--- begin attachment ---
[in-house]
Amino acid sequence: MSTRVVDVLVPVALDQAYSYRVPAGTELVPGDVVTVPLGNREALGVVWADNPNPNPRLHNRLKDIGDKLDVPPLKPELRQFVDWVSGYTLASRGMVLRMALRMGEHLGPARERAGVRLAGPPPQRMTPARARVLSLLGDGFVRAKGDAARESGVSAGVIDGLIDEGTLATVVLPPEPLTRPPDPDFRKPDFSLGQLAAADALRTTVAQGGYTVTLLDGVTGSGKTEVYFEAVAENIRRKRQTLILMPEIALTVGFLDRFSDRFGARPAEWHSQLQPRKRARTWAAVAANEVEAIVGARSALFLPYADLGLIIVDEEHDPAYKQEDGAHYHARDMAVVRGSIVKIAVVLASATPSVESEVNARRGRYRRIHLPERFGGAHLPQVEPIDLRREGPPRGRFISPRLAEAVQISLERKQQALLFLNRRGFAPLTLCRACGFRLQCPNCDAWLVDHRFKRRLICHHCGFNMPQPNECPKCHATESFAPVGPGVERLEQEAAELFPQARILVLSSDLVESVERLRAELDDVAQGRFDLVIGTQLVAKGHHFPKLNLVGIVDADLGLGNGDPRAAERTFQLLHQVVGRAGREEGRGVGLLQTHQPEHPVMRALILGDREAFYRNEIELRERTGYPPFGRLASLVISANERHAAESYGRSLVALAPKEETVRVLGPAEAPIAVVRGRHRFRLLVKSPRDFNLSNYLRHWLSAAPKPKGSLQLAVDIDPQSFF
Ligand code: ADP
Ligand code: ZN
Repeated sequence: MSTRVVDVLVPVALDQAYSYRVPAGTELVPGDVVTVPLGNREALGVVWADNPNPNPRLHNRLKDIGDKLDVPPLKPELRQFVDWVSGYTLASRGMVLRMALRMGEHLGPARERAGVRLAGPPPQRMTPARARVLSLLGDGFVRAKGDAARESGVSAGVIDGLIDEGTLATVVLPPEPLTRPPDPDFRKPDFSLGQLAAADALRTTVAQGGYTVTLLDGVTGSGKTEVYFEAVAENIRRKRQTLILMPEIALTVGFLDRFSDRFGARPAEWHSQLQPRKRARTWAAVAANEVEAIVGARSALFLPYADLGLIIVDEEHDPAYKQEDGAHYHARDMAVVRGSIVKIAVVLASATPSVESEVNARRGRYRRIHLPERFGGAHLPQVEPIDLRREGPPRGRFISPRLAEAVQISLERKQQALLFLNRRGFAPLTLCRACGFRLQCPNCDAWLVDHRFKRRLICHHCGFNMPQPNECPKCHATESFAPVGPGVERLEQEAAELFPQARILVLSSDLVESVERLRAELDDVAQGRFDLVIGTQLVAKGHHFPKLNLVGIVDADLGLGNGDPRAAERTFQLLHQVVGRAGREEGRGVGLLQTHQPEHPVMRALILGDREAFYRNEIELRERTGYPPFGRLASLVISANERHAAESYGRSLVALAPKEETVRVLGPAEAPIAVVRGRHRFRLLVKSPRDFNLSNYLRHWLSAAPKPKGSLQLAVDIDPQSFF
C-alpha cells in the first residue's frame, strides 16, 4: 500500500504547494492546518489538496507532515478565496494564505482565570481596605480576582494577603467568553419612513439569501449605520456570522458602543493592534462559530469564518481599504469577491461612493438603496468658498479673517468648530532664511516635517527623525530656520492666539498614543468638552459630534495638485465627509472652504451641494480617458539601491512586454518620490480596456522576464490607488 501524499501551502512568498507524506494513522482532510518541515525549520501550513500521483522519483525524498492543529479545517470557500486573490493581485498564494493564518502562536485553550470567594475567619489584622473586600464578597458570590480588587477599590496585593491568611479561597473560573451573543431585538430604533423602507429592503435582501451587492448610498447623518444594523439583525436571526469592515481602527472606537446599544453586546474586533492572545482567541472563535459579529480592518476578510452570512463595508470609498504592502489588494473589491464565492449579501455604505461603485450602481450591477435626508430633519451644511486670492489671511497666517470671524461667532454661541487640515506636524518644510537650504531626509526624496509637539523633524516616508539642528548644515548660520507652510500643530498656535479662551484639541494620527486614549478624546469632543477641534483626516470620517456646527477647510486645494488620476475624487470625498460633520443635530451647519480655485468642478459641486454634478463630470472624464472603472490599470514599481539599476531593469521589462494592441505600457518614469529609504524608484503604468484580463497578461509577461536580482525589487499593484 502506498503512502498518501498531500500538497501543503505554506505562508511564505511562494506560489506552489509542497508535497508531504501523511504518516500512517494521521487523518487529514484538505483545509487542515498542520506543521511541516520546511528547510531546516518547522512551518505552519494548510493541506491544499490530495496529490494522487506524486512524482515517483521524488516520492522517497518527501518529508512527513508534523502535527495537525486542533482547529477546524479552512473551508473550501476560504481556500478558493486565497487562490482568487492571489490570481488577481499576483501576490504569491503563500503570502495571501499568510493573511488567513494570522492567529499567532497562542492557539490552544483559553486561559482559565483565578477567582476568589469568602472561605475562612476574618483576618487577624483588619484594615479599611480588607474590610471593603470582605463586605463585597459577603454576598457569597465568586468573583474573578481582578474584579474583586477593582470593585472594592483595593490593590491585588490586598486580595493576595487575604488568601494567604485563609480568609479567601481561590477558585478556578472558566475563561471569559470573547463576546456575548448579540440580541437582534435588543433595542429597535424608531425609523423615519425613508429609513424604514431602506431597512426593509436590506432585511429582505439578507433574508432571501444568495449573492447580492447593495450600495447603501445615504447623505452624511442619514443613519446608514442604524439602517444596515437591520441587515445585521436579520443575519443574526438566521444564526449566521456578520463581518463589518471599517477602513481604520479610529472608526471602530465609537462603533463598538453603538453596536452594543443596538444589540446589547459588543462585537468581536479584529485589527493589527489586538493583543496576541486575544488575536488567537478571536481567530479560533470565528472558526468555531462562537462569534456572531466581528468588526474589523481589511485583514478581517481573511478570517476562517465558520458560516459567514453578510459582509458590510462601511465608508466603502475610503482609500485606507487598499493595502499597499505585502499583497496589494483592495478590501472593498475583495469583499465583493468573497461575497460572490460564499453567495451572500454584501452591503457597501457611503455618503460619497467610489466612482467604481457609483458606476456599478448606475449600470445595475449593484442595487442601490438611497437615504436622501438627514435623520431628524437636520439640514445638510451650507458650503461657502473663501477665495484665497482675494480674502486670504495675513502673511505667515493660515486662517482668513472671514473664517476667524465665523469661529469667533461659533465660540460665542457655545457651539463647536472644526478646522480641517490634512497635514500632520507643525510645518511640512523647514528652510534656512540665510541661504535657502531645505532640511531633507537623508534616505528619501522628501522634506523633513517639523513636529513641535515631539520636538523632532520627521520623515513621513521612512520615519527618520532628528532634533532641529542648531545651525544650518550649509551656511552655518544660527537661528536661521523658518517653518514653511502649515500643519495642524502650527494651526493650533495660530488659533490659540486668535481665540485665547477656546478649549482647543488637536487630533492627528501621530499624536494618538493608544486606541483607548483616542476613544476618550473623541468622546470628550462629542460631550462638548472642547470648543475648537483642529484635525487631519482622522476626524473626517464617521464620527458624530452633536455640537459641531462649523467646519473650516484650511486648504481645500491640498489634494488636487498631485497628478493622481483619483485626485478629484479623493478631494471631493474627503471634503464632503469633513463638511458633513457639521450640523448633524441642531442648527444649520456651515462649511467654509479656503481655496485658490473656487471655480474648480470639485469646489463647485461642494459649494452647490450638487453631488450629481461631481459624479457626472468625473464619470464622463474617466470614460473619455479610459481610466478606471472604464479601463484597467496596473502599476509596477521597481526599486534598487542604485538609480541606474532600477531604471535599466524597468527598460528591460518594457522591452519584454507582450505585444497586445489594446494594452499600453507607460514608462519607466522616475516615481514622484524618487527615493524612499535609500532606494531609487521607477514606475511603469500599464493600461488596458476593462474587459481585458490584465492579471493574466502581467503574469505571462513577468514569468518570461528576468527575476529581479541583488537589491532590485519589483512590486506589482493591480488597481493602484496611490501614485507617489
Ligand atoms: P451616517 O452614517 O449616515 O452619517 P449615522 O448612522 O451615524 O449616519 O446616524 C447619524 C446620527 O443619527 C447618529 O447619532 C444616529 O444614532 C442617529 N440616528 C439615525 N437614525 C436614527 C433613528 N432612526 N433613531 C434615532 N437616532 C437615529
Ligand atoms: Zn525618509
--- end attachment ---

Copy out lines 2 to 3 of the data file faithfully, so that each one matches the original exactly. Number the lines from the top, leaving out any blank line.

Amino acid sequence: MSTRVVDVLVPVALDQAYSYRVPAGTELVPGDVVTVPLGNREALGVVWADNPNPNPRLHNRLKDIGDKLDVPPLKPELRQFVDWVSGYTLASRGMVLRMALRMGEHLGPARERAGVRLAGPPPQRMTPARARVLSLLGDGFVRAKGDAARESGVSAGVIDGLIDEGTLATVVLPPEPLTRPPDPDFRKPDFSLGQLAAADALRTTVAQGGYTVTLLDGVTGSGKTEVYFEAVAENIRRKRQTLILMPEIALTVGFLDRFSDRFGARPAEWHSQLQPRKRARTWAAVAANEVEAIVGARSALFLPYADLGLIIVDEEHDPAYKQEDGAHYHARDMAVVRGSIVKIAVVLASATPSVESEVNARRGRYRRIHLPERFGGAHLPQVEPIDLRREGPPRGRFISPRLAEAVQISLERKQQALLFLNRRGFAPLTLCRACGFRLQCPNCDAWLVDHRFKRRLICHHCGFNMPQPNECPKCHATESFAPVGPGVERLEQEAAELFPQARILVLSSDLVESVERLRAELDDVAQGRFDLVIGTQLVAKGHHFPKLNLVGIVDADLGLGNGDPRAAERTFQLLHQVVGRAGREEGRGVGLLQTHQPEHPVMRALILGDREAFYRNEIELRERTGYPPFGRLASLVISANERHAAESYGRSLVALAPKEETVRVLGPAEAPIAVVRGRHRFRLLVKSPRDFNLSNYLRHWLSAAPKPKGSLQLAVDIDPQSFF
Ligand code: ADP